$ afl-fuzz -Q -i src/data/request/ -o qemu-fuzz -- zig-cache/o/9f2296761a08d6864bb1eb7120015cd1/fuzz

[-] PROGRAM ABORT : Program 'afl-qemu-trace' not found or not executable
         Location : find_binary(), src/afl-common.c:361

Running again gave me another error report about needing at least one non-crashing test case for AFL++ to start. I already know each of those test cases are valid and do not cause crashes because they are all in my handcrafted test suite. So, it must be something else.

Turns out, it's Qemu, not my program:

$ AFL_DEBUG=1 afl-fuzz -Q -i src/data/request/ -o qemu-fuzz -- zig-cache/o/9f2296761a08d6864bb1eb7120015cd1/fuzz
[*] Attempting dry run with 'id:000000,time:0,execs:0,orig:chunked-transfer-encoding.http'...
[*] Spinning up the fork server...
AFL forkserver entrypoint: 0x2354f0
Debug: Sending status c201ffff
[+] All right - fork server is up.
[*] Extended forkserver functions received (c201ffff).
[*] Target map size: 65536
[D] DEBUG: calibration stage 1/7
qemu: uncaught target signal 4 (Illegal instruction) - core dumped

There's an illegal instruction. This beautiful person gave me the clue I needed on that one. I want to know which instruction caused the signal, and it turns out GDB will give you the address when it detects SIGILL. Further, AFL++/Qemu provides a mechanism for attaching to the program using GBD.

In one console (inside the container for me):

$ afl-qemu-trace -g 5555 zig-cache/o/9f2296761a08d6864bb1eb7120015cd1/fuzz

In parallel, in another:

$ gdb
GNU gdb (Debian 13.1-3) 13.1
Copyright (C) 2023 Free Software Foundation, Inc.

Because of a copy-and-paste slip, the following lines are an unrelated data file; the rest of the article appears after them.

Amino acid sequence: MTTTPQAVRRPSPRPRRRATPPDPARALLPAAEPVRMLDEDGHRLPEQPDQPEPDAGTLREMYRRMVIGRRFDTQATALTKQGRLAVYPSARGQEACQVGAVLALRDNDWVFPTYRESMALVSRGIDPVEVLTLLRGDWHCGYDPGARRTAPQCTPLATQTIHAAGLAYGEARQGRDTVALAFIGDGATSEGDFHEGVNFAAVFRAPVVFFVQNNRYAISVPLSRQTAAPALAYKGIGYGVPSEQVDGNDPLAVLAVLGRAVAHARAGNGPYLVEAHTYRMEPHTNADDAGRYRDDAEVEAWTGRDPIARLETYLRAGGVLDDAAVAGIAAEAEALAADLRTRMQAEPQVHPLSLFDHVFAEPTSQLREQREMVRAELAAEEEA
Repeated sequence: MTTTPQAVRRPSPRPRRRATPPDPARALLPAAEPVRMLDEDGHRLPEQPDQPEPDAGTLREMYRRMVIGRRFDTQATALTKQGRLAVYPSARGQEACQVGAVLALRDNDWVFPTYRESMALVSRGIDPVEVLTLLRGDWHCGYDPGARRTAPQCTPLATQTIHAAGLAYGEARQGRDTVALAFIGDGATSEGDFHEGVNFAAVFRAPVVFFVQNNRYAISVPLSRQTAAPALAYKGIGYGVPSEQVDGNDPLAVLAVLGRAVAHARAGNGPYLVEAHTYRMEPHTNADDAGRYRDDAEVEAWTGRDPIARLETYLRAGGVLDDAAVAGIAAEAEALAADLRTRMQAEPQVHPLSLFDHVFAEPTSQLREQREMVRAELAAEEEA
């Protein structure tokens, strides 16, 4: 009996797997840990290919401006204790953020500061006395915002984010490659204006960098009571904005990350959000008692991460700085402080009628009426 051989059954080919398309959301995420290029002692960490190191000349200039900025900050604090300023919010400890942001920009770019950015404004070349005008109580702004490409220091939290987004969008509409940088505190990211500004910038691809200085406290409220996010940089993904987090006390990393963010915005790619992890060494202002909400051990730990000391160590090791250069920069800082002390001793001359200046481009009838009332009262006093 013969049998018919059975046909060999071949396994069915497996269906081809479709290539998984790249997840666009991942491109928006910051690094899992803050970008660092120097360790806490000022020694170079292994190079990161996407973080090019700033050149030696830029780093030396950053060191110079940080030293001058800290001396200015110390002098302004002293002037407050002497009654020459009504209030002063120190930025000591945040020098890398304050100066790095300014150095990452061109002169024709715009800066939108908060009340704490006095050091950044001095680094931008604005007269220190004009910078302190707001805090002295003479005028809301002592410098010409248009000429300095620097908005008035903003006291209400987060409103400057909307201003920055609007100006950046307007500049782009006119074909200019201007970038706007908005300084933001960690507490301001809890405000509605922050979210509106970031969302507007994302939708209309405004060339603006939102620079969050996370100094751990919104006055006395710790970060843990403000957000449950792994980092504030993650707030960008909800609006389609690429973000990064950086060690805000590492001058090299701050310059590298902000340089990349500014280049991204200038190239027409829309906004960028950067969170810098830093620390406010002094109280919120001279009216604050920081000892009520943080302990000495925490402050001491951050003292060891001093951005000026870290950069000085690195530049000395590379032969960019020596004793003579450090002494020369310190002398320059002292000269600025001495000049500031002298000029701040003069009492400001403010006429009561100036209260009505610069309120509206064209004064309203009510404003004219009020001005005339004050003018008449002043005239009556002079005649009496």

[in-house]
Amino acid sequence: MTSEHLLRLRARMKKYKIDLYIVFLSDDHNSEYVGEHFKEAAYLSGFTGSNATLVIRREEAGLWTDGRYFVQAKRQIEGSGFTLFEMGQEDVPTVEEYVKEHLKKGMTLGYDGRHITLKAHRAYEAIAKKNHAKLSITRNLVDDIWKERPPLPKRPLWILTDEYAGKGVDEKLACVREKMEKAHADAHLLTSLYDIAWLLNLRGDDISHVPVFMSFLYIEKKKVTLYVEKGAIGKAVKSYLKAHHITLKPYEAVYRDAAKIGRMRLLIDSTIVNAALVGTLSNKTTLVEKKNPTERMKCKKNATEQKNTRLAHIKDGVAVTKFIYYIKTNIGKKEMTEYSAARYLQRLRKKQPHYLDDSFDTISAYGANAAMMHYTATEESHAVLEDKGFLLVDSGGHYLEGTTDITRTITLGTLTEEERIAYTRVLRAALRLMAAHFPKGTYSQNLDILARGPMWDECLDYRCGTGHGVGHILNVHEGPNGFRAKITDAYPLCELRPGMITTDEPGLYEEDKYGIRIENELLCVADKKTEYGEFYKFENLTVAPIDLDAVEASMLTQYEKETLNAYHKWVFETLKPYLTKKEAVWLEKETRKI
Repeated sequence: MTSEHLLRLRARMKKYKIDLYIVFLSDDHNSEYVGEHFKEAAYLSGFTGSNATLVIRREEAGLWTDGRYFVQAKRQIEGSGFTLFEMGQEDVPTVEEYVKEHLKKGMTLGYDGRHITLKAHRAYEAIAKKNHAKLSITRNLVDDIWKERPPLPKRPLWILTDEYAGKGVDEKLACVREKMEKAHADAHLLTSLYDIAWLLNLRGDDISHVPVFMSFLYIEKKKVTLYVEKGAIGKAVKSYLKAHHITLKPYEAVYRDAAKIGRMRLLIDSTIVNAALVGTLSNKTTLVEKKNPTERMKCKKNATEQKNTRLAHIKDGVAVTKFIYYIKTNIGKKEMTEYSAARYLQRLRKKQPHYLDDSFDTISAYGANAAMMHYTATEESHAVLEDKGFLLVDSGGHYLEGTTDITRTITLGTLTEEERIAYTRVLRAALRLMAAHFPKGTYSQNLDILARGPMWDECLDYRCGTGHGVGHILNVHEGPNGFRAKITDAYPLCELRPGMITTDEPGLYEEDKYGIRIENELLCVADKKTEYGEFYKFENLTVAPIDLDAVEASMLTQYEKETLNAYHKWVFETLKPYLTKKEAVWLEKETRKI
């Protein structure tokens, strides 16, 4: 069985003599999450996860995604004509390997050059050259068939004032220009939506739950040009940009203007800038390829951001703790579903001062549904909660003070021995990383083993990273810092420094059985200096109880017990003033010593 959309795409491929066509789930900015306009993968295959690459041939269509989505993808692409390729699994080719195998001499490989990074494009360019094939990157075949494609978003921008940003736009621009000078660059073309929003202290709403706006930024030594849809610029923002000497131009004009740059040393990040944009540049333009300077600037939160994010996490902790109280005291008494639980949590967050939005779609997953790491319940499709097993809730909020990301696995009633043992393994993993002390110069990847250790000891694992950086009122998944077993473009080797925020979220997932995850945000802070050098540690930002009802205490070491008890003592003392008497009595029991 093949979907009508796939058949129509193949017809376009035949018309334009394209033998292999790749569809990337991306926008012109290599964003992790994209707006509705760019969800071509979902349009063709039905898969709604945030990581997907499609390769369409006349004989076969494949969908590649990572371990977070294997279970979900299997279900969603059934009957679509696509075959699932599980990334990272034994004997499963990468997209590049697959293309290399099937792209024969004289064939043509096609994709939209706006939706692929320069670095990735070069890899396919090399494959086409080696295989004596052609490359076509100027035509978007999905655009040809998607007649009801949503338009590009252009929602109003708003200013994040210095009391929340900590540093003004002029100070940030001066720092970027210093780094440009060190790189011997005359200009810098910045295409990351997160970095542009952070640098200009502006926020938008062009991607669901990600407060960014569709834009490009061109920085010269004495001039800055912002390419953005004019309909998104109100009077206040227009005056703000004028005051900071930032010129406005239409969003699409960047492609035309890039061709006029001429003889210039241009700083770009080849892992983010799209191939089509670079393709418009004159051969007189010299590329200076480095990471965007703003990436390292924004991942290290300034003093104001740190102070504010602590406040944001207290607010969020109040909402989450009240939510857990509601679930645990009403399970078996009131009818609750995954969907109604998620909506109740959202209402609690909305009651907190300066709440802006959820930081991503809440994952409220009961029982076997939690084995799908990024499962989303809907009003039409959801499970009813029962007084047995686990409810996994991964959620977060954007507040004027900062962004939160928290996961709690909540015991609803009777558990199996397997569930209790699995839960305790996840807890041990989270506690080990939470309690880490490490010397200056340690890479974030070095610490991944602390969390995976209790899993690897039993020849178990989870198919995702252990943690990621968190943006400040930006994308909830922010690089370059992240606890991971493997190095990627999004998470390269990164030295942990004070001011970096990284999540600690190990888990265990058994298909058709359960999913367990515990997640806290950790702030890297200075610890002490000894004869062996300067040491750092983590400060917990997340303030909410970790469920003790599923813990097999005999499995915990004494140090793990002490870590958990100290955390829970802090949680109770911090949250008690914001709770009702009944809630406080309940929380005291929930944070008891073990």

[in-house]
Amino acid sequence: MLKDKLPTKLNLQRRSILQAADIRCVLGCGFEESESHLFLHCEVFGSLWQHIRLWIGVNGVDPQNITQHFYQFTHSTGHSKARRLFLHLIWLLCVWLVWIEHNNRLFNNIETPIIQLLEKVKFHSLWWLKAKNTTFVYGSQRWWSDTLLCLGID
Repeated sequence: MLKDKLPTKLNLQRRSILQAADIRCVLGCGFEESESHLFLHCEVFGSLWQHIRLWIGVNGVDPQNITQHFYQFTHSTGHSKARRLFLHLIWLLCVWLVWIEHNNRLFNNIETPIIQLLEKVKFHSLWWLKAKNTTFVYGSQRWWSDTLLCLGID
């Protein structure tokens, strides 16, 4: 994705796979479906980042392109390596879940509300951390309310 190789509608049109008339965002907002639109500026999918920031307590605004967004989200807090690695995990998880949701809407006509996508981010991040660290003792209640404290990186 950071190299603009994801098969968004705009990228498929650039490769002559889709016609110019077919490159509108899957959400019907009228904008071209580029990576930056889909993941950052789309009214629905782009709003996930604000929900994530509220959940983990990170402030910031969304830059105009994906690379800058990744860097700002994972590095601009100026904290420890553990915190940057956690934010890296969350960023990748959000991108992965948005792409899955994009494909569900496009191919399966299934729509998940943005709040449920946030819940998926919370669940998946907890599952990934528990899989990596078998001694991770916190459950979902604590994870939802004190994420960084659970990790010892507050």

License GPLv3+: GNU GPL version 3 or later <http://gnu.org/licenses/gpl.html>
This is free software: you are free to change and redistribute it.
There is NO WARRANTY, to the extent permitted by law.
Type "show copying" and "show warranty" for details.
This GDB was configured as "x86_64-linux-gnu".
Type "show configuration" for configuration details.
For bug reporting instructions, please see:
Find the GDB manual and other documentation resources online at:

For help, type "help".
Type "apropos word" to search for commands related to "word".
(gdb) target remote localhost:5555
Remote debugging using localhost:5555
warning: No executable has been specified and target does not support
determining executable automatically.  Try using the "file" command.
0x00000000002354f0 in ?? ()
(gdb) c

Program received signal SIGILL, Illegal instruction.
0x00000000003210ce in ?? ()

0x00000000003210ce is the culprit. Now, to identify what that instruction is:

$ objdump -D zig-cache/o/9f2296761a08d6864bb1eb7120015cd1/fuzz | grep 3210ce
  3210ce:       c4 e2 79 78 c0          vpbroadcastb %xmm0,%xmm0

vpbroadcastb, an vector instruction (AVX2 (maybe?)). Qemu doesn't seem to support AVX2, so I need to disable that somehow. I tried disabling it in the Zig build process: zig build fuzz -Dcpu=native-avx-avx2, but that didn't get rid of the illegal instruction. It just moved it to a different address.

That's where I am with that right now.

The zig compiler can be told to build an executable which uses an instruction set which is more compatible using -Dcpu=baseline. Building the fuzzer with that allows AFL++ to run against zig executables while in Qemu mode... And, this found another bug! This time it's not in my code. It's in the standard library. ziglang/zig#17867.

  1. https://www.ryanliptak.com/blog/fuzzing-zig-code/↩︎